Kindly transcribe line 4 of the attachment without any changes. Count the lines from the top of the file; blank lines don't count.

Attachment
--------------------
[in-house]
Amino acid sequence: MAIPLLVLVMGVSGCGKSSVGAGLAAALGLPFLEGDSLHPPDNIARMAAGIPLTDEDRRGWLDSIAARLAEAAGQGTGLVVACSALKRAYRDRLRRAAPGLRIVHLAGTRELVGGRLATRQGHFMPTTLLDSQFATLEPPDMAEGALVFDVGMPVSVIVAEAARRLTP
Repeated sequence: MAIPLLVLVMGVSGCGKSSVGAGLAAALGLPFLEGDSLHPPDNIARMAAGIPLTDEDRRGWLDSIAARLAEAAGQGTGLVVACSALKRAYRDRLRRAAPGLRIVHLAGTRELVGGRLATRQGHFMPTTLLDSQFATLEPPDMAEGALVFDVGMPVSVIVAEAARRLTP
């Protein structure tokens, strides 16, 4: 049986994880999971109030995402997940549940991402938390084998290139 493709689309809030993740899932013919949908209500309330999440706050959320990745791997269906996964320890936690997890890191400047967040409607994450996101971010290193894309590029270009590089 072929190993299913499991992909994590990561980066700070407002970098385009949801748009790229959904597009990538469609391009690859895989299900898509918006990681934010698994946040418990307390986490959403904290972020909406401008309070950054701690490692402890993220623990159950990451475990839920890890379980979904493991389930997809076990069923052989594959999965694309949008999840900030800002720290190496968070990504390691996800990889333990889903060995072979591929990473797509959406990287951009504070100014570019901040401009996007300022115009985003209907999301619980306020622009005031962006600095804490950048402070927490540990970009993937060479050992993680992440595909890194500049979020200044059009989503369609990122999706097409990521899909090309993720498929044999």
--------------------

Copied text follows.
């Protein structure tokens, strides 16, 4: 049986994880999971109030995402997940549940991402938390084998290139 493709689309809030993740899932013919949908209500309330999440706050959320990745791997269906996964320890936690997890890191400047967040409607994450996101971010290193894309590029270009590089 072929190993299913499991992909994590990561980066700070407002970098385009949801748009790229959904597009990538469609391009690859895989299900898509918006990681934010698994946040418990307390986490959403904290972020909406401008309070950054701690490692402890993220623990159950990451475990839920890890379980979904493991389930997809076990069923052989594959999965694309949008999840900030800002720290190496968070990504390691996800990889333990889903060995072979591929990473797509959406990287951009504070100014570019901040401009996007300022115009985003209907999301619980306020622009005031962006600095804490950048402070927490540990970009993937060479050992993680992440595909890194500049979020200044059009989503369609990122999706097409990521899909090309993720498929044999």